Anna Bolena, Maria Stuarda, Roberto Devereux
After his first great success with Anna Bolena (1830), on the doomed second wife of Henry VIII, Gaetano Donizetti wrote two more operas on subjects drawn from English Tudor history: Maria Stuarda (1835), on the doomed Scottish queen, and Roberto Devereux (1837), on the Earl of Essex, the doomed favorite of Elizabeth I.1 Each had a different librettist: Felice Romani, the author of Anna Bolena, drew on two Italian plays about her; Maria Stuarda was adapted by Giuseppe Bardari from a play by Friedrich Schiller; and Salvadore Cammarano used French literary sources for Roberto Devereux.
If we think of them as a “Tudor trilogy” today, it is not because Donizetti conceived of them that way, but because Beverly Sills sang all three at the New York City Opera in the early 1970s. As the City Opera’s publicity-savvy star wrote in Beverly: An Autobiography (1987), her vocal coach, Roland Gagnon, “wanted me to become the first soprano in modern opera history ever to sing the three queens” and thus occupy her “own little niche in opera history.” Apparently they were unaware that the Turkish soprano Leyla Gencer already occupied that particular niche in Europe, but Sills went her one better in 1974, singing all three in the same season at City Opera. (Despite her impressive voice and a distinguished career in Italy, where she was especially known for singing Donizetti roles, Gencer never sang at the Metropolitan Opera.)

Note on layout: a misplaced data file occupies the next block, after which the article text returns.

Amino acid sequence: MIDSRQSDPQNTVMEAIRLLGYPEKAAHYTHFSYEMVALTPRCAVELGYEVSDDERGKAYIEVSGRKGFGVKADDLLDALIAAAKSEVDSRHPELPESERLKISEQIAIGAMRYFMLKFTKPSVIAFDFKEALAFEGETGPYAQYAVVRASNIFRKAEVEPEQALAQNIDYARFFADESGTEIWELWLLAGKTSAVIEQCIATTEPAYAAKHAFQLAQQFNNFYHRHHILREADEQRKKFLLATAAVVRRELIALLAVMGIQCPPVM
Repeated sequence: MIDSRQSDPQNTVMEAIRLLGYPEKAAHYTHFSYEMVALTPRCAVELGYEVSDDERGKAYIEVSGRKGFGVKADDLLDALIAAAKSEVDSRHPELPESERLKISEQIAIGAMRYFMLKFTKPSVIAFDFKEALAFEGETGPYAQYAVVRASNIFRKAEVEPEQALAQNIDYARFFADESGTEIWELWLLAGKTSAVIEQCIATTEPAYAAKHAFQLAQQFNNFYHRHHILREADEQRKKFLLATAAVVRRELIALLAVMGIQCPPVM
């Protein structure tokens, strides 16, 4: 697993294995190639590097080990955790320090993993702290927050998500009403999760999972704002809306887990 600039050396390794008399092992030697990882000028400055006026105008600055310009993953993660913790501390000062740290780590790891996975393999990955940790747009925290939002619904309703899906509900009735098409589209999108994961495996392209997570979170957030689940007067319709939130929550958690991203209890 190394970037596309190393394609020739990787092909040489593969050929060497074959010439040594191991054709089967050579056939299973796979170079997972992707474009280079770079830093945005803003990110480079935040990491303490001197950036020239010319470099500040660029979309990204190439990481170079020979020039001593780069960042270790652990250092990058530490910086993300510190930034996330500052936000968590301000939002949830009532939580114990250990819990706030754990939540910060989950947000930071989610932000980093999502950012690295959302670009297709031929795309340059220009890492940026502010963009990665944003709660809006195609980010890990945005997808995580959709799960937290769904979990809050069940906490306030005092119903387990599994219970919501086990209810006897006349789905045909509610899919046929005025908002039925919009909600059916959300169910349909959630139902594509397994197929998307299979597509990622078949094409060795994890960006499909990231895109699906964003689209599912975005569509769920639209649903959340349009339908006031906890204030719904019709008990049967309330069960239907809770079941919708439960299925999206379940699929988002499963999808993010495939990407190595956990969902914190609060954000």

Maria Stuarda arrived at the end of 2012 with Joyce DiDonato in the title role, and in the meantime the Met persuaded the American soprano Sondra Radvanovsky not only to star in its first Roberto Devereux in the spring of 2016 but also to sing all three during the 2015–2016 season. Other sopranos since Sills had sung all three, but no one had done them all in one season for the same…
This is exclusive content for subscribers only.
Get unlimited access to The New York Review for just $1 an issue!
Continue reading this article, and thousands more from our archive, for the low introductory rate of just $1 an issue. Choose a Print, Digital, or All Access subscription.